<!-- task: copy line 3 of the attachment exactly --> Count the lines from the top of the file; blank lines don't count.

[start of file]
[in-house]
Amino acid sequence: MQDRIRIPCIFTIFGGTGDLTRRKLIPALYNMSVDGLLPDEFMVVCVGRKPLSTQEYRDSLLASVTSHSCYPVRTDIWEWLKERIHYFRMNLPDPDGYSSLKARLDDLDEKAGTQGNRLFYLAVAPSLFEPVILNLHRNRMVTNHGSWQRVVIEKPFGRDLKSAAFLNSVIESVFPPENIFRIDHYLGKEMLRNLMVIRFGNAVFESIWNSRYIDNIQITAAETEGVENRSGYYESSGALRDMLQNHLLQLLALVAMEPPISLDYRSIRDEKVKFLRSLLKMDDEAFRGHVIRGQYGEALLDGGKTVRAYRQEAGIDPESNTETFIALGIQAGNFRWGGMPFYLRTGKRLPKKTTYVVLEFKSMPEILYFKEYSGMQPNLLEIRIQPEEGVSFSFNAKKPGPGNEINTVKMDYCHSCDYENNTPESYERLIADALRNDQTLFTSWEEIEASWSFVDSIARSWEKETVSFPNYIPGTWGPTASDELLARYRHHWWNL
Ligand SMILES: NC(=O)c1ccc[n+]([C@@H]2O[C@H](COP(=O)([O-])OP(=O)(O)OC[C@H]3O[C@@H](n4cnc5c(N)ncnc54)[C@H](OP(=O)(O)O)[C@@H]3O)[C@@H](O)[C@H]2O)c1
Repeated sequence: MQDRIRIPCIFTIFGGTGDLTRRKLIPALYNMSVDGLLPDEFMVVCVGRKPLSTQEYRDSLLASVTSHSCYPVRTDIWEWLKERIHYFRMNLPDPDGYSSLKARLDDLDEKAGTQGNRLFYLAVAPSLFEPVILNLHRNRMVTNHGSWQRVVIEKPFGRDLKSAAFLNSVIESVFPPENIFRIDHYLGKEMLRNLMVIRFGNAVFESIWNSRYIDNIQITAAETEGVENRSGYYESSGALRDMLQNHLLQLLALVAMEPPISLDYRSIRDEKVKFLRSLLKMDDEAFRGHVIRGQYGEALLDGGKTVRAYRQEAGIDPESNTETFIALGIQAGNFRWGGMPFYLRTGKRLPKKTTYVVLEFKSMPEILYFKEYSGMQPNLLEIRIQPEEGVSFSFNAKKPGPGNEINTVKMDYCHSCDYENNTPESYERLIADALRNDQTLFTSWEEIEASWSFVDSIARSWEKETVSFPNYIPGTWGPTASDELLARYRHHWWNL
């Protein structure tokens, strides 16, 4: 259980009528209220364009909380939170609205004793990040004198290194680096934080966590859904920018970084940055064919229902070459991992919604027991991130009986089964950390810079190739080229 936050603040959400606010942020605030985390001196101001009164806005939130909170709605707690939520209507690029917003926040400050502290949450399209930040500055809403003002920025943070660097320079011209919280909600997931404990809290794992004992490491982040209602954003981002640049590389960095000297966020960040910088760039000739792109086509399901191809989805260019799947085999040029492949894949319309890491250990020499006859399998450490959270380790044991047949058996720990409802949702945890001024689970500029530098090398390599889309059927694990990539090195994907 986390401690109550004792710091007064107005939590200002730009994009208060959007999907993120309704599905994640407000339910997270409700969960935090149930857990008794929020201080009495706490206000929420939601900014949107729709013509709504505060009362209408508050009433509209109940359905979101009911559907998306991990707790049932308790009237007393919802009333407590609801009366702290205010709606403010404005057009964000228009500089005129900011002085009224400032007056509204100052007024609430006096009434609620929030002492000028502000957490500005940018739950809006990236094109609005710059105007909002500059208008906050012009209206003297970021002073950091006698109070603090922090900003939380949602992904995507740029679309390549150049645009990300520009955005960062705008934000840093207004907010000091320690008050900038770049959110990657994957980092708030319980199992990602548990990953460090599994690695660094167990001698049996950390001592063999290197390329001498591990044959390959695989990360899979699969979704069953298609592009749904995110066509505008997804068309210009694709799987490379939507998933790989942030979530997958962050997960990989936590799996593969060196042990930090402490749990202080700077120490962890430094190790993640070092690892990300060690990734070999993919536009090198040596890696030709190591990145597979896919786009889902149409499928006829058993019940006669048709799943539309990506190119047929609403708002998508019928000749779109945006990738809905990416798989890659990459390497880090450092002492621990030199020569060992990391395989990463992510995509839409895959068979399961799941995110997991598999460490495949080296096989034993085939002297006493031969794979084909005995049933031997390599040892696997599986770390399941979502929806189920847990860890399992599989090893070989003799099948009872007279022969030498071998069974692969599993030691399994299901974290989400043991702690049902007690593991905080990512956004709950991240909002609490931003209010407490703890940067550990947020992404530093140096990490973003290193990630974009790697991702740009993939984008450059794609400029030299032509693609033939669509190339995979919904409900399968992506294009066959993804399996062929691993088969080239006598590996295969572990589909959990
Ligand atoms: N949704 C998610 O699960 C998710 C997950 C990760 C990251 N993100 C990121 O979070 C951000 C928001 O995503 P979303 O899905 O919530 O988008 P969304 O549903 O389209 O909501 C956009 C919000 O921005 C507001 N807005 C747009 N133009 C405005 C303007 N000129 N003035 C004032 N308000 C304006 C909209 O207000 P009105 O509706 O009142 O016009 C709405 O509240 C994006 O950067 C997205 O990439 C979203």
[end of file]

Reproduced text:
Ligand SMILES: NC(=O)c1ccc[n+]([C@@H]2O[C@H](COP(=O)([O-])OP(=O)(O)OC[C@H]3O[C@@H](n4cnc5c(N)ncnc54)[C@H](OP(=O)(O)O)[C@@H]3O)[C@@H](O)[C@H]2O)c1